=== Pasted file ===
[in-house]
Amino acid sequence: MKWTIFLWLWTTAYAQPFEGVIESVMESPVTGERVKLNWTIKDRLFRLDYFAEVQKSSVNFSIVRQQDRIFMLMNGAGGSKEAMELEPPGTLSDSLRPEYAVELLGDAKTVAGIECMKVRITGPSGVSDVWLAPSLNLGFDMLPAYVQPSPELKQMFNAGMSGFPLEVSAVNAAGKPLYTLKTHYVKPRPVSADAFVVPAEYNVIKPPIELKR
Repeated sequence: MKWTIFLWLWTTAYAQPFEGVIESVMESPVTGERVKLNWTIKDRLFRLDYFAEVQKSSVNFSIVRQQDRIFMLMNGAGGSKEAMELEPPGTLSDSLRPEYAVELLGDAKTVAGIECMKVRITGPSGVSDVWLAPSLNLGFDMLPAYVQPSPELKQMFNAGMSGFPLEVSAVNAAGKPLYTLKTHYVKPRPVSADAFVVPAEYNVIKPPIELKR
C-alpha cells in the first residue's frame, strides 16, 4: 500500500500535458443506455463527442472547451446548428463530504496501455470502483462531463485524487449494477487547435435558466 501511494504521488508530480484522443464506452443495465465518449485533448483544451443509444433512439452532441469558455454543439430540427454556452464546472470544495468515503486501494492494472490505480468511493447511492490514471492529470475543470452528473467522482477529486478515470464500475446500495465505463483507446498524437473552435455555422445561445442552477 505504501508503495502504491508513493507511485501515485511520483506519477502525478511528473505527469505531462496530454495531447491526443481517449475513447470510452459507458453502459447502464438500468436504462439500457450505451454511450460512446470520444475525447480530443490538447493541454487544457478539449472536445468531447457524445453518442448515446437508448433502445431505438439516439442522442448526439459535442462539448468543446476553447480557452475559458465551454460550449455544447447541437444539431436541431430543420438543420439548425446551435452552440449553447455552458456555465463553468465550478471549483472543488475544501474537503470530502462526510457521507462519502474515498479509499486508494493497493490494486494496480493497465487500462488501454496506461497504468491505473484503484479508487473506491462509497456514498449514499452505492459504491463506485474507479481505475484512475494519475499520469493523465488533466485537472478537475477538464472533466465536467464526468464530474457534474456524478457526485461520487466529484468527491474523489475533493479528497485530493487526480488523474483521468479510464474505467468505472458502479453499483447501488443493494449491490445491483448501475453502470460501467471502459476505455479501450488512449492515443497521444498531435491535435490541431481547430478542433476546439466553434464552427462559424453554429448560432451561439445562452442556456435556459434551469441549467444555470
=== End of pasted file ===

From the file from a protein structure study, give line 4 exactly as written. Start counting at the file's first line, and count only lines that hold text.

C-alpha cells in the first residue's frame, strides 16, 4: 500500500500535458443506455463527442472547451446548428463530504496501455470502483462531463485524487449494477487547435435558466 501511494504521488508530480484522443464506452443495465465518449485533448483544451443509444433512439452532441469558455454543439430540427454556452464546472470544495468515503486501494492494472490505480468511493447511492490514471492529470475543470452528473467522482477529486478515470464500475446500495465505463483507446498524437473552435455555422445561445442552477 505504501508503495502504491508513493507511485501515485511520483506519477502525478511528473505527469505531462496530454495531447491526443481517449475513447470510452459507458453502459447502464438500468436504462439500457450505451454511450460512446470520444475525447480530443490538447493541454487544457478539449472536445468531447457524445453518442448515446437508448433502445431505438439516439442522442448526439459535442462539448468543446476553447480557452475559458465551454460550449455544447447541437444539431436541431430543420438543420439548425446551435452552440449553447455552458456555465463553468465550478471549483472543488475544501474537503470530502462526510457521507462519502474515498479509499486508494493497493490494486494496480493497465487500462488501454496506461497504468491505473484503484479508487473506491462509497456514498449514499452505492459504491463506485474507479481505475484512475494519475499520469493523465488533466485537472478537475477538464472533466465536467464526468464530474457534474456524478457526485461520487466529484468527491474523489475533493479528497485530493487526480488523474483521468479510464474505467468505472458502479453499483447501488443493494449491490445491483448501475453502470460501467471502459476505455479501450488512449492515443497521444498531435491535435490541431481547430478542433476546439466553434464552427462559424453554429448560432451561439445562452442556456435556459434551469441549467444555470